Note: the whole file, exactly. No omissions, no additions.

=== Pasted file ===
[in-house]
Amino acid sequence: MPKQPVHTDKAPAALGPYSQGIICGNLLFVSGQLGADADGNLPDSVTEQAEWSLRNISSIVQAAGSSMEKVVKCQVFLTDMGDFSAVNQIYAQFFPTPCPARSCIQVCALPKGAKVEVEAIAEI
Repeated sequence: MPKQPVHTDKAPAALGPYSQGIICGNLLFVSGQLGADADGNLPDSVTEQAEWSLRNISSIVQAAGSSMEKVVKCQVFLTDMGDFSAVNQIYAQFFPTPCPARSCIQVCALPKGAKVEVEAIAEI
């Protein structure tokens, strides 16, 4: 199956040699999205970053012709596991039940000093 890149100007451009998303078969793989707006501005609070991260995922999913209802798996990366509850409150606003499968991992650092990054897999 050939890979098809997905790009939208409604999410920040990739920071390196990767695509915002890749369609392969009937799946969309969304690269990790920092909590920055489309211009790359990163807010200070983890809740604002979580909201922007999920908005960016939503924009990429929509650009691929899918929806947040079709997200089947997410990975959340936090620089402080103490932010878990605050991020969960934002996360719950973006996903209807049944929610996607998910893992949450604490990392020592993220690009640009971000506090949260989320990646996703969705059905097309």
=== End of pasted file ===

[in-house]
Amino acid sequence: MPKQPVHTDKAPAALGPYSQGIICGNLLFVSGQLGADADGNLPDSVTEQAEWSLRNISSIVQAAGSSMEKVVKCQVFLTDMGDFSAVNQIYAQFFPTPCPARSCIQVCALPKGAKVEVEAIAEI
Repeated sequence: MPKQPVHTDKAPAALGPYSQGIICGNLLFVSGQLGADADGNLPDSVTEQAEWSLRNISSIVQAAGSSMEKVVKCQVFLTDMGDFSAVNQIYAQFFPTPCPARSCIQVCALPKGAKVEVEAIAEI
């Protein structure tokens, strides 16, 4: 199956040699999205970053012709596991039940000093 890149100007451009998303078969793989707006501005609070991260995922999913209802798996990366509850409150606003499968991992650092990054897999 050939890979098809997905790009939208409604999410920040990739920071390196990767695509915002890749369609392969009937799946969309969304690269990790920092909590920055489309211009790359990163807010200070983890809740604002979580909201922007999920908005960016939503924009990429929509650009691929899918929806947040079709997200089947997410990975959340936090620089402080103490932010878990605050991020969960934002996360719950973006996903209807049944929610996607998910893992949450604490990392020592993220690009640009971000506090949260989320990646996703969705059905097309």